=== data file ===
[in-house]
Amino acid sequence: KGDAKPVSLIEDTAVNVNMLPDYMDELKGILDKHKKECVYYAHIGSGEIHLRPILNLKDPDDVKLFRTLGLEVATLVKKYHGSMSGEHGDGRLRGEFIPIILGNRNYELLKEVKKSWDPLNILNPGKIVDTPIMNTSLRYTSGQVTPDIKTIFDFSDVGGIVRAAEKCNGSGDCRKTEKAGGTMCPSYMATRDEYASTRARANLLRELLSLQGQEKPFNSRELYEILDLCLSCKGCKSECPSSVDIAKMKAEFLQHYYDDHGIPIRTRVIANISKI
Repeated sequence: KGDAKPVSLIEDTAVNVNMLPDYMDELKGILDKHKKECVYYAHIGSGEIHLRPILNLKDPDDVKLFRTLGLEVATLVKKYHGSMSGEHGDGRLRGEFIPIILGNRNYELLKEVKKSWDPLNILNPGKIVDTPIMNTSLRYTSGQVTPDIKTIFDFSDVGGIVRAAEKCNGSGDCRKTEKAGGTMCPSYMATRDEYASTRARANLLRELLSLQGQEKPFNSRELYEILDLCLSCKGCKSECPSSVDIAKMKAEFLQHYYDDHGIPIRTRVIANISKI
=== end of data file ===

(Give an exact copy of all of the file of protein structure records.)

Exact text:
[in-house]
Amino acid sequence: KGDAKPVSLIEDTAVNVNMLPDYMDELKGILDKHKKECVYYAHIGSGEIHLRPILNLKDPDDVKLFRTLGLEVATLVKKYHGSMSGEHGDGRLRGEFIPIILGNRNYELLKEVKKSWDPLNILNPGKIVDTPIMNTSLRYTSGQVTPDIKTIFDFSDVGGIVRAAEKCNGSGDCRKTEKAGGTMCPSYMATRDEYASTRARANLLRELLSLQGQEKPFNSRELYEILDLCLSCKGCKSECPSSVDIAKMKAEFLQHYYDDHGIPIRTRVIANISKI
Repeated sequence: KGDAKPVSLIEDTAVNVNMLPDYMDELKGILDKHKKECVYYAHIGSGEIHLRPILNLKDPDDVKLFRTLGLEVATLVKKYHGSMSGEHGDGRLRGEFIPIILGNRNYELLKEVKKSWDPLNILNPGKIVDTPIMNTSLRYTSGQVTPDIKTIFDFSDVGGIVRAAEKCNGSGDCRKTEKAGGTMCPSYMATRDEYASTRARANLLRELLSLQGQEKPFNSRELYEILDLCLSCKGCKSECPSSVDIAKMKAEFLQHYYDDHGIPIRTRVIANISKI